GOP historical canards

No, it’s not established fact that Nixon made more impressive arguments that Kennedy in the 1960 debates and only lost because JFK looked better on TV.

Kevin Drum, in the midst of making the perfectly reasonable point that HDTV is going to change cosmetic standards for politicians, repeats an old Republican canard: that Richard Nixon actually outperformed JFK substantively in the 1960 debates, but lost because Kennedy looked better on TV. (Nixon’s “five-o’clock shadow” is said to have cost him the Presidency.)

Now it’s true that Nixon looked awfully thuggish on TV: nearly as thuggish as he actually was. And it’s true that listening to JFK raving about Quemoy and Matsu is pretty embarrassing if you’re a partisan Democrat.

But the source for the claim Kevin quotes is polling data showing that those who listened to the debate on radio thought Nixon had won, while those who watched on TV thought that Kennedy had won. But of course the two populations weren’t the same: non-TV households in 1960 were disproportionately older and more rural, two demographics Nixon won handily. That difference explains the response gap; there’s no actual evidence that the TV audience would have preferred Nixon had that same audience listened instead.

It would be interesting to make a list of the false historical claims the GOP has managed to enshrine as pseudo-fact. My two favorite examples:

* That Nixon actually carried Illinois in 1960 but public-spiritedly declined to challenge the results. In fact, Nixon sent Rogers C.B. Morton to Illinois to look into mounting a challenge, and Morton reported back that the GOP had stolen at least as many votes for Nixon downstate as Daley stole for JFK in Chicago.

* That the inflation of the 70s was Lyndon Johnson’s fault because he didn’t raise taxes to pay for the Vietnam War. In fact, most of the actual damage was done on Nixon’s watch, notably by smashing the Bretton Woods system and backing OPEC in raising oil prices so the Saudis and the Shah could buy lots of U.S.-made weaponry.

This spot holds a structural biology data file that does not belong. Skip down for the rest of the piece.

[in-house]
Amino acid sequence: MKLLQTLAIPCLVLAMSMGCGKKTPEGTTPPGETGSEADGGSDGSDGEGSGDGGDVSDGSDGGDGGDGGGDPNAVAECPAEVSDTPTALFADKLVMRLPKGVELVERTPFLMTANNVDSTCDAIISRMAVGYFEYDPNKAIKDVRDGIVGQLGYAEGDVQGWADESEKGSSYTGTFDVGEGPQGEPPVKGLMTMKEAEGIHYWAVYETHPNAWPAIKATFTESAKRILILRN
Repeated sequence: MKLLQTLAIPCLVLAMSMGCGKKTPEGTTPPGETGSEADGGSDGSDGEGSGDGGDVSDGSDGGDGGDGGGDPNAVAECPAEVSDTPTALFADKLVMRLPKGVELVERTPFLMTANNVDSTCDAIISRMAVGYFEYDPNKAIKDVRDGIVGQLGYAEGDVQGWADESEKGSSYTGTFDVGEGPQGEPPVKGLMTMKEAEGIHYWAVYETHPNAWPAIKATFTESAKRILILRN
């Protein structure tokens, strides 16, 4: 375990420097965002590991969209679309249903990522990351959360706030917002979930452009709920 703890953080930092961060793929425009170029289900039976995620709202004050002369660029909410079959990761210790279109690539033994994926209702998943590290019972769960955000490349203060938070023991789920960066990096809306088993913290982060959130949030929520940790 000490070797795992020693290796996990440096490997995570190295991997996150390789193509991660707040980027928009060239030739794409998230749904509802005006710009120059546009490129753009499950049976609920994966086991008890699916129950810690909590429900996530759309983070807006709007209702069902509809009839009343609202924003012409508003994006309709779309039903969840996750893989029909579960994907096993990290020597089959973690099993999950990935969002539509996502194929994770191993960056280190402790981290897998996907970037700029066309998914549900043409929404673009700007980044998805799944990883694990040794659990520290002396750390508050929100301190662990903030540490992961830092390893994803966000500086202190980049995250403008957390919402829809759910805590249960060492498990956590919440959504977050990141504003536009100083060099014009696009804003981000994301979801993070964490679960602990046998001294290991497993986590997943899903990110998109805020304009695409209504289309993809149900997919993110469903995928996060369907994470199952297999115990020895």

* That, back in the day, the Democratic urban political machines were uniquely the source of local political corruption. In fact, the suburban Republican machines (the “War Board” in Delaware County, the Nassau and Suffolk County machines) were at least as crooked; they were just less visible because their politics wasn’t closely followed by big-city papers, and they benefited from the old Progressive/goo-goo anti-machine mythos that focused on the ward-heeler rather than the influence peddler.

* That Eisenhower was a little bit befuddled, but completely honest, by contrast to that crook LBJ with his TV licenses. Somehow the question of how Eisenhower acquired his “farm” at Gettysburg never gets asked; apparently it was paid for by some real estate operators who got rich owning land in Colorado Springs when the Air Force Academy was built there.

If readers have more, I’ll happily post them as updates.

Update A reader writes:

You forgot the biggest historical “big lie” of them all: that Ronald Reagan won the Cold War by spending so much on armaments that the Soviets couldn’t keep up.

Author: Mark Kleiman

Professor of Public Policy at the NYU Marron Institute for Urban Management and editor of the Journal of Drug Policy Analysis. Teaches about the methods of policy analysis about drug abuse control and crime control policy, working out the implications of two principles: that swift and certain sanctions don't have to be severe to be effective, and that well-designed threats usually don't have to be carried out. Books: Drugs and Drug Policy: What Everyone Needs to Know (with Jonathan Caulkins and Angela Hawken) When Brute Force Fails: How to Have Less Crime and Less Punishment (Princeton, 2009; named one of the "books of the year" by The Economist Against Excess: Drug Policy for Results (Basic, 1993) Marijuana: Costs of Abuse, Costs of Control (Greenwood, 1989) UCLA Homepage Curriculum Vitae Contact: Markarkleiman-at-gmail.com